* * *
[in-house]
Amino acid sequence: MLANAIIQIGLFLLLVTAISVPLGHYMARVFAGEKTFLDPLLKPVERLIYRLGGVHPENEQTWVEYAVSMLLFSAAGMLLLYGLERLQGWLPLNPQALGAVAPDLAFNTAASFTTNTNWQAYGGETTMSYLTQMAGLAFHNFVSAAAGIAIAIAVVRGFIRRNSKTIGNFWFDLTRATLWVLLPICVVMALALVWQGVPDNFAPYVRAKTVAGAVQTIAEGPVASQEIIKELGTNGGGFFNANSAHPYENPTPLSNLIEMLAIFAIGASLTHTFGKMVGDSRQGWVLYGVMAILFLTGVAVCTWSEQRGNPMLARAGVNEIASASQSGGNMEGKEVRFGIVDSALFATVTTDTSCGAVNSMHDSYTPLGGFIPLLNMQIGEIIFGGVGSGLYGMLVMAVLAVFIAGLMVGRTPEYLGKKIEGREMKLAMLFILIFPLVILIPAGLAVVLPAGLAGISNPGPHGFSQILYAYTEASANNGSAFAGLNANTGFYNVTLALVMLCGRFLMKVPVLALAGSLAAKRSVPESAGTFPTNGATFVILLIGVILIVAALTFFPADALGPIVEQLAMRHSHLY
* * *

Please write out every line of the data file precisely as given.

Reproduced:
[in-house]
Amino acid sequence: MLANAIIQIGLFLLLVTAISVPLGHYMARVFAGEKTFLDPLLKPVERLIYRLGGVHPENEQTWVEYAVSMLLFSAAGMLLLYGLERLQGWLPLNPQALGAVAPDLAFNTAASFTTNTNWQAYGGETTMSYLTQMAGLAFHNFVSAAAGIAIAIAVVRGFIRRNSKTIGNFWFDLTRATLWVLLPICVVMALALVWQGVPDNFAPYVRAKTVAGAVQTIAEGPVASQEIIKELGTNGGGFFNANSAHPYENPTPLSNLIEMLAIFAIGASLTHTFGKMVGDSRQGWVLYGVMAILFLTGVAVCTWSEQRGNPMLARAGVNEIASASQSGGNMEGKEVRFGIVDSALFATVTTDTSCGAVNSMHDSYTPLGGFIPLLNMQIGEIIFGGVGSGLYGMLVMAVLAVFIAGLMVGRTPEYLGKKIEGREMKLAMLFILIFPLVILIPAGLAVVLPAGLAGISNPGPHGFSQILYAYTEASANNGSAFAGLNANTGFYNVTLALVMLCGRFLMKVPVLALAGSLAAKRSVPESAGTFPTNGATFVILLIGVILIVAALTFFPADALGPIVEQLAMRHSHLY